In terms of handling data, focusing of students’ mathematical skills is always worthwhile. I find giving students data and having them practise plotting graphs improves their confidence when faced with graph questions. Students can practise plotting graphs from either the data they generate virtually, or data provided by the teacher. Giving structure is helpful so my students use a checklist of items they must include in graphs to help guide them: scale, label, axes, plot, units and key. Make sure you familiarise yourself with the specification and exam mark schemes for graph questions as the guidance is invaluable.
The final skill I have been focusing on with my students has been interpreting data, principally from graphs. Many students struggle with the difference between the command words ‘describe’ and ‘explain’. I often use graphs from non-chemistry-based sources, which force the students to simply describe the pattern of the graph as they do not have any ability to explain.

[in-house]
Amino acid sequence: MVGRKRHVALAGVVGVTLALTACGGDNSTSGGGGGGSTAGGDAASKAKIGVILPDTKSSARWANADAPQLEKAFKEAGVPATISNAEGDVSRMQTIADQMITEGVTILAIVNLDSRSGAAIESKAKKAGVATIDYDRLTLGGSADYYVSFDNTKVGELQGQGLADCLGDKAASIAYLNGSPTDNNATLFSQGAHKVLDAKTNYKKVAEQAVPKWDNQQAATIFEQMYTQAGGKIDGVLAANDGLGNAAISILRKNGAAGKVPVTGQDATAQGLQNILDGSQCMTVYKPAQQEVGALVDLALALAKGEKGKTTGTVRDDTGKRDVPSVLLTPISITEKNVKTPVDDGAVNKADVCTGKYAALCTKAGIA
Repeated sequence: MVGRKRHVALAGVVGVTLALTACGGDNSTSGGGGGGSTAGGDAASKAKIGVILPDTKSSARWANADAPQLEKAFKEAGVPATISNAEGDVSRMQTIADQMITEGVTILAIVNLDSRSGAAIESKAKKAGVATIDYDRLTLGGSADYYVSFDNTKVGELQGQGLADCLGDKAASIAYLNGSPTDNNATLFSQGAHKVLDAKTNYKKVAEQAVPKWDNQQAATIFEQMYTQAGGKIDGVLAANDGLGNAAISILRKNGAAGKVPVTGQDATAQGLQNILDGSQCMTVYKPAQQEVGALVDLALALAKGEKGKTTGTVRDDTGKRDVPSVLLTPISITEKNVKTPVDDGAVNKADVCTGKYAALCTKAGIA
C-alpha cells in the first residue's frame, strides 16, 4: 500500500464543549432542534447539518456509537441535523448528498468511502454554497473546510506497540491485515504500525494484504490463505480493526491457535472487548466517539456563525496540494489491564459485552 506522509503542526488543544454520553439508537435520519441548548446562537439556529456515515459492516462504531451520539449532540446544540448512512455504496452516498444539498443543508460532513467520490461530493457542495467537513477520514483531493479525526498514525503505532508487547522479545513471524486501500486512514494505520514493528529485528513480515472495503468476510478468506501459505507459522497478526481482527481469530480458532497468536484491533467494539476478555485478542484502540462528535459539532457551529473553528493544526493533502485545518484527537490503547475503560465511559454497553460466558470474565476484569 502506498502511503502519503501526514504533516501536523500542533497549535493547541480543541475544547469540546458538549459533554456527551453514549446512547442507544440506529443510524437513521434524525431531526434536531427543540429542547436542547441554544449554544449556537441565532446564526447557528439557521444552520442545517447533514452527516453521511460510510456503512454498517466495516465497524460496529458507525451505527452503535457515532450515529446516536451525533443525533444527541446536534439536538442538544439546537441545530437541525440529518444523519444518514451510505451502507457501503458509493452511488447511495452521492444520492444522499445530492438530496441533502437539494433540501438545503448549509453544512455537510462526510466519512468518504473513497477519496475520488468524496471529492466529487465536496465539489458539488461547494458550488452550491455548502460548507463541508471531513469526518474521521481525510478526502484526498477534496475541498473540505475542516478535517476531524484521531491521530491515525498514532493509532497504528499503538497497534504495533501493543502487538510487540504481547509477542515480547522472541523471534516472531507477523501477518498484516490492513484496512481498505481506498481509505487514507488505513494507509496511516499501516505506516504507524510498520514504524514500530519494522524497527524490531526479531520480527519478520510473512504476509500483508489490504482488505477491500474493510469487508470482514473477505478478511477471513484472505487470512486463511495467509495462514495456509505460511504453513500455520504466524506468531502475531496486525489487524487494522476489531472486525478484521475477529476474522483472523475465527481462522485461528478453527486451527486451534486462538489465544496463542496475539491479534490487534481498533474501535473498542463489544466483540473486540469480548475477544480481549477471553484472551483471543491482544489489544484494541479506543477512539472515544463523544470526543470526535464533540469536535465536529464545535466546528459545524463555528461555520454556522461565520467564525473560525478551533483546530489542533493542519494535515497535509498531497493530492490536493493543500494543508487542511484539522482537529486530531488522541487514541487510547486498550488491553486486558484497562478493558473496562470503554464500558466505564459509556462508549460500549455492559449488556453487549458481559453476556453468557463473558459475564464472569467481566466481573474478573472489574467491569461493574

In summary, it is possible to develop the knowledge and skills needed for students to be successful scientists even when teaching remotely. All that is needed is careful planning and resourcing with a sprinkle of imagination. I have used the support material freely available from the syllabus for much of the work I have done.
Watch Michael’s webinar on Cambridge IGCSE™ Chemistry – Improving their practical skills from home:
You can view Michael’s presentation from the webinar here.
Frequently Asked Questions from the webinar with answers from Michael Strachan
Is it safe to do practicals from home?